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Software in 30 Days: How Agile Managers Beat the Odds, Delight Their Customers, And Leave Competitors In the Dust

Book Description

A radical approach to getting IT projects done faster and cheaper than anyone thinks possible

Software in 30 Days summarizes the Agile and Scrum software development method, which allows creation of game-changing software, in just 30 days. Projects that use it are three times more successful than those that don't. Software in 30 Days is for the business manager, the entrepreneur, the product development manager, or IT manager who wants to develop software better and faster than they now believe possible. Learn how this unorthodox process works, how to get started, and how to succeed. Control risk, manage projects, and have your people succeed with simple but profound shifts in the thinking.

The authors explain powerful concepts such as the art of the possible, bottom-up intelligence, and why it's good to fail early—all with no risk greater than thirty days.

  • The productivity gain vs traditional "waterfall" methods has been over 100% on many projects

  • Author Ken Schwaber is a co-founder of the Agile software movement, and co-creator, with Jeff Sutherland, of the "Scrum" technique for building software in 30 days

  • Coauthor Jeff Sutherland was cosigner of the Agile Manifesto, which marked the start of the Agile movement

Software in 30 Days is a must-read for all managers and business owners who use software in their organizations or in their products and want to stop the cycle of slow, expensive software development. Programmers will want to buy copies for their managers and their customers so they will know how to collaborate to get the best work possible.

Table of Contents

  1. Cover
  2. Title Page
  3. Copyright
  4. Dedication
  5. About the Authors
  6. Acknowledgments
  7. Introduction
  8. Section I: Why Every Business in the World Can Produce Software in 30 Days
    1. Chapter 1: The Crisis in Software: The Wrong Process Produces the Wrong Results
      1. Case Study: The FBI's Sentinel Project
      2. The Wrong Approach: Predictive Processes
      3. The Wrong Results: Project Failure
      4. Case Study: Parametric Technology Corporation
      5. Summary
    2. Chapter 2: Scrum: The Right Process Produces the Right Results
      1. Empiricism in Action
      2. Does Empiricism Resolve Our Problems?
      3. People Practices Stemming from Empiricism
      4. Even When We Know Better
      5. Agility
      6. Summary
    3. Chapter 3: Try It Yourself: The Pilot
      1. Empiricism Is Used Elsewhere in the Organization
      2. An Example Pilot to Model
      3. Team Members May Work in Ways That Are New to Them
      4. Summary
    4. Chapter 4: What Can I Do?
      1. Practice the Art of the Possible
      2. Demand Transparency and Create an Environment for It to Flourish
      3. Count on Your People to Do More
      4. Help People Relax Their Desire for Certainty
      5. Summary
  9. Section II: How to Produce Software in 30 Days
    1. Chapter 5: Getting Started with Scrum
      1. Form the Scrum Team and Plan the Sprint
      2. Sprint to Value
      3. Conduct the Sprint Review
      4. Conduct the Sprint Retrospective
      5. Continue Sprinting
      6. Summary
    2. Chapter 6: Scrum at the Project Level
      1. Bottom-Up and Stealth Scrum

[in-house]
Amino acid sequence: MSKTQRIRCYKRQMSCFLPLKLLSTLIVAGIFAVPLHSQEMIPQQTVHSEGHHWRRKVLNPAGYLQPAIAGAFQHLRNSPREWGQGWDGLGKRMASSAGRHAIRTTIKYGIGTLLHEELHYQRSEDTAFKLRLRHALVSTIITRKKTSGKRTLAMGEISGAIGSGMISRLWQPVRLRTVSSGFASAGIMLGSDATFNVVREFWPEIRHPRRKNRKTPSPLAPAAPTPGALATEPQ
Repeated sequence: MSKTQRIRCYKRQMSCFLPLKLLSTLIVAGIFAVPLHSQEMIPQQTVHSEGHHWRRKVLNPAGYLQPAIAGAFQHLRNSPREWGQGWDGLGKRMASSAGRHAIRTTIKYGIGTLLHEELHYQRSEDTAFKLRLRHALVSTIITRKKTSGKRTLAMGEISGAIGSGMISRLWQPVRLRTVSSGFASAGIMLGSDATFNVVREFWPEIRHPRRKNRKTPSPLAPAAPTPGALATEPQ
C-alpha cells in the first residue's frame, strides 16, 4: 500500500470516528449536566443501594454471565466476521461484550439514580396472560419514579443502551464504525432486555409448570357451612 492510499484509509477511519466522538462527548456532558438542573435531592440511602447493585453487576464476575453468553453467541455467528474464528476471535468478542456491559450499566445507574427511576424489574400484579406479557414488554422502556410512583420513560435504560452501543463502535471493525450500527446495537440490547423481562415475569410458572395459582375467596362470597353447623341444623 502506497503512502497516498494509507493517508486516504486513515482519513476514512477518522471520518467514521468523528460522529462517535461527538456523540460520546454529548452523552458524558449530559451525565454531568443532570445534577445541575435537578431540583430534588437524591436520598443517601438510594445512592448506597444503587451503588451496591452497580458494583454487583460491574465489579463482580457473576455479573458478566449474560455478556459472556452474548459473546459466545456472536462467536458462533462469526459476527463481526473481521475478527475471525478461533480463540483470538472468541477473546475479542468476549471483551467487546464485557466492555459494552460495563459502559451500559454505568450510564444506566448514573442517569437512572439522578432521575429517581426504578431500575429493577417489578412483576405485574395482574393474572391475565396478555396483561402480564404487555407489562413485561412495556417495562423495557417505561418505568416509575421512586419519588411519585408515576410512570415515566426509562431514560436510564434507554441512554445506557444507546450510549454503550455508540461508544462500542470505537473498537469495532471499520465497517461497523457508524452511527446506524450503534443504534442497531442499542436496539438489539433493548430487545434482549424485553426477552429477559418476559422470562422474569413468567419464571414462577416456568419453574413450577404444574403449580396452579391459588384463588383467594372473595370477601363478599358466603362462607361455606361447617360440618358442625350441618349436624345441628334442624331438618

2. Benefits and Discoveries
      3. Managing the Work: Burndown Charts
      4. Don't Ignore On Complexity—Always Keep Your Eyes Open
      5. Sprint Length
      6. The Next Chapter
    3. Chapter 7: Develop a Scrum Capability
      1. The Studio Is a Learning Organization
      2. The Studio Manager
      3. Training and Terms of Use
      4. Studio Facilities
      5. Change and Conundrum
      6. Managing by the Numbers
      7. Metrics Depend on Transparency
      8. A Done, Complete Increment of Functionality
      9. An Analogy
      10. Eliminating Technical Debt to Get Ready-to-Use Increments
      11. Origins of Sin
      12. Summary
    4. Chapter 8: Scrum at the Enterprise Level
      1. Profound but Transient Change
      2. Profound and Persistent Change
      3. Carbonite Transforms and Persists
      4. How Carbonite Broke the Mold
      5. Results
      6. Two Nonnegotiable Elements for Any Scrum Adoption
    5. Chapter 9: Enterprise Transformation: Profound and Persistent Change
      1. The Enterprise Transformation Project
      2. Getting Ready
      3. Start the Transformation Project
      4. Communicate the Vision and Strategy
      5. Expand throughout the Organization
      6. Achieve Impact
      7. Measure, Assess, and Consolidate Gains
      8. Embed, Expand, and Persist
      9. Summary
    6. Chapter 10: Scrumming Scrum
      1. SeaChange International Scrums Itself with Scrum
      2. How SeaChange Broke the Mold
      3. Results
      4. Iron Mountain Spreads Scrum
      5. Transformation Teams
      6. Summary
  10. Appendix 1: Terminology
  11. Appendix 2: The Scrum Guide
    1. Table of Contents
    2. Article I. Purpose of the Scrum Guide
    3. Article II. Scrum Overview
    4. Article III. Scrum Theory
    5. Article IV. Scrum
    6. Article V. The Scrum Team
    7. Article VI. Scrum Events
    8. Article VII. Scrum Artifacts
    9. Article VIII. Definition of “Done”
    10. Article IX. Conclusion
    11. Article X. Acknowledgements
  12. Appendix 3: A Playbook for Achieving Enterprise Agility
    1. Table of Contents
    2. 1.1 Introduction
    3. 1.2 Overview of Scrum and Software Agility
    4. 1.3 Preparing for Scrum
    5. 1.4 A Playbook for Adopting Scrum
    6. 1.5 Organizational Impediments to Adopting Scrum
    7. 1.6 Scaling Scrum
    8. 1.7 Summary
  13. Index